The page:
Have you ever thought, “I love this product, but it would be even better if…”? Maybe you wish it were more durable, lighter or even more aesthetically pleasing. Perhaps if it had more features, or operated under more grueling conditions, it would better fit your needs. While you may not think about these little things very often, we at Jacobs Analytics are obsessed with these details and believe in perpetual innovation. We have taken the answers to these questions and designed things like a stronger bike frame and a colder water.

The products we use everyday make our lives easier and more efficient; and when they work well enough, we tend not to think much about them. Then one day you come across a better version and realize the product you have been using did have room for improvement, and the improved design makes your daily experience that much better. Continue reading

Celebrating 20 Years of Solar Racing with ANSYS

On November 18, 2016, the Blue Sky Solar Racing team gathered at the MaRS Discovery District to celebrate our past achievements and to look forward to the future. We hosted a number of our industry sponsors, faculty supporters, and alumni who explored various displays on the team’s history including photos, trophies and artifacts from past cars. Four generations of cars were displayed at this event as well, including Cerulean (2007), Azure (2011), B-7 (2013) and Horizon (2015). It was an incredible way to celebrate the achievements of the past 20 years of Blue Sky Solar Racing with those who have been part of our journey. Continue reading

David vs. Goliath Story Using Simulation Software in the Startup World

Have you ever heard the story of David and Goliath? The old tale tells of how the young David defeated the mighty giant Goliath with daring and clever methods instead of traditional ones. At ReVibe Energy, we’ve been inspired by the story.

Now, we’re not aiming to triumph over our competitors using the same means David used against Goliath, but rather to attract potential customers through innovative and agile methods. By using engineering simulation software from ANSYS we can distinguish ourselves from our competitors and offer current and prospective customers better products in a shorter amount of time.

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Multiphysics Simulation of a Car Side Mirror with ANSYS AIM

One of the most important problems in the automotive industry is the general multiphysics simulation of coupled phenomena, where multiple — and sometimes conflicting — conditions need to be accounted for, all at the same time. One common application is the resistive heating of a car side mirror.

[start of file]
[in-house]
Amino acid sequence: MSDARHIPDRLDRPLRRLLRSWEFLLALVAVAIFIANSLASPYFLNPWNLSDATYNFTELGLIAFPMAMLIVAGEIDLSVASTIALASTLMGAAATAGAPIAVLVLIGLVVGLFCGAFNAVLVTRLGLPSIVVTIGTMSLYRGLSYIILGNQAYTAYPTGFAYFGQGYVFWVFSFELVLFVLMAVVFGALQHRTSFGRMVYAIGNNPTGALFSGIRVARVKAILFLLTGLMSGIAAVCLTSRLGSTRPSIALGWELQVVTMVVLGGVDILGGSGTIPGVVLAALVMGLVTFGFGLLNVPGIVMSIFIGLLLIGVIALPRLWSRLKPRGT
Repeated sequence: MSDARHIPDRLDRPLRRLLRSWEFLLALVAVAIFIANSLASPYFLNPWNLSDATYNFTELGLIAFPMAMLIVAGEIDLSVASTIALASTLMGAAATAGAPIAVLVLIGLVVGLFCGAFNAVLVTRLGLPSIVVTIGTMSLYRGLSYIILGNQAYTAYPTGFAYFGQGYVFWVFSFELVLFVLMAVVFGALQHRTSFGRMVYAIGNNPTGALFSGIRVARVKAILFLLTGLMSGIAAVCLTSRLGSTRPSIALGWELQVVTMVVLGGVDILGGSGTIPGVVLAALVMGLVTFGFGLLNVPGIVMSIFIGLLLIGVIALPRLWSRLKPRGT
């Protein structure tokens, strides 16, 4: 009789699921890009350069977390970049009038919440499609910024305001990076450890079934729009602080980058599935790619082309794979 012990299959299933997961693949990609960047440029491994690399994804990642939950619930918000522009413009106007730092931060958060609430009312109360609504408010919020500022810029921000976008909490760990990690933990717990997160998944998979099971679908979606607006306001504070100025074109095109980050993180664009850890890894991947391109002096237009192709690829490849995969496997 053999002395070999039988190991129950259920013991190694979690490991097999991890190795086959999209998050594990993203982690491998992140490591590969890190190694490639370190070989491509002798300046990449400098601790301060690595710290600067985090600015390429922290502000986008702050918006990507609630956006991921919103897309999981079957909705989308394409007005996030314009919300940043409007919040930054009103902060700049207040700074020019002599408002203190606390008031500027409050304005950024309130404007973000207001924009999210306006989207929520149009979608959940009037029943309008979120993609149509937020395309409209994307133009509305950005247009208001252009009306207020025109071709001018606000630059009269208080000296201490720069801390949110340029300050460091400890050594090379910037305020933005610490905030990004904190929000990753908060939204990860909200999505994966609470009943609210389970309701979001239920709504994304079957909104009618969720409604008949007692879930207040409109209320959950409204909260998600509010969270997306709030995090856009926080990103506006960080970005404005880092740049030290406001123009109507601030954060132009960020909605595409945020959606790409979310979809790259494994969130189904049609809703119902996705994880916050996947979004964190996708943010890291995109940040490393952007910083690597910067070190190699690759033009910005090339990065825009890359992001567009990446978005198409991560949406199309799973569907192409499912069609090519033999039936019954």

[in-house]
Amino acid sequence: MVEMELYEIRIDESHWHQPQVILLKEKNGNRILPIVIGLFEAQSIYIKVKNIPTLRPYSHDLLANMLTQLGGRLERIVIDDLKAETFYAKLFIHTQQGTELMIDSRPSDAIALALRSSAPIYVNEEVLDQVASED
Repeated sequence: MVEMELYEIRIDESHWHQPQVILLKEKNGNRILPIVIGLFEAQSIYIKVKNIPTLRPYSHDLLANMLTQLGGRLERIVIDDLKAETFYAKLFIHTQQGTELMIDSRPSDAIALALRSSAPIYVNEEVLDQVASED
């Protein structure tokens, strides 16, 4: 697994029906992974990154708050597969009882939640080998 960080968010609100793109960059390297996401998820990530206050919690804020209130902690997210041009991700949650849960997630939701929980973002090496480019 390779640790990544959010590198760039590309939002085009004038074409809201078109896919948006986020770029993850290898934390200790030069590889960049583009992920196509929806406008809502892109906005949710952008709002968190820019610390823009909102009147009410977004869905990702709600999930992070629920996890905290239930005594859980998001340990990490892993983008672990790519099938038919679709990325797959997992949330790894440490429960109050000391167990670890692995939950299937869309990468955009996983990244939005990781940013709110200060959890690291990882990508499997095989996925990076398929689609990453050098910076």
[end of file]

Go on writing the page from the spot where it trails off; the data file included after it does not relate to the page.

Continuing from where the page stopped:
Designing the mechanism for keeping the mirror defrosted must also take into account the structural response of the mirror as the external environmental conditions, such as air pressure and cold temperature, cause physical stress and thermal deformation. The task is a base requirement of the automotive industry and requires a full multiphysics approach, which is still a challenge for common finite element method (FEM) simulation. In this post, we’ll show you how our engineers at SVS FEM used ANSYS AIM to model a side mirror and multiphysics analysis to solve some of its difficult design problems. Continue reading

My Experience Learning Numerical Simulation Online: Guest Blog

A few years ago, I was fortunate to work on a team that designed a road bike power meter that made it into the bike kit for a professional cycling team. That’s a rewarding accomplishment for a “roadie” like me. Finite element analysis (FEA) was an integral part of the success of that product and insights from the analyses led to a decisive mechanical change during development. It’s safe to say I’m passionate about numerical simulation.

Now I’m taking on a new challenge and am employing FEA to develop hi-tech structural composites. Here, industry is moving toward the numerical simulation realm of virtual rapid prototyping, early in the design cycle, and away from the expensive and time consuming loop to physically build, test, iterate, repeat. Physical validation of simulation is still critical but the goal is to reserve it for mature designs that are already well understood through FEA.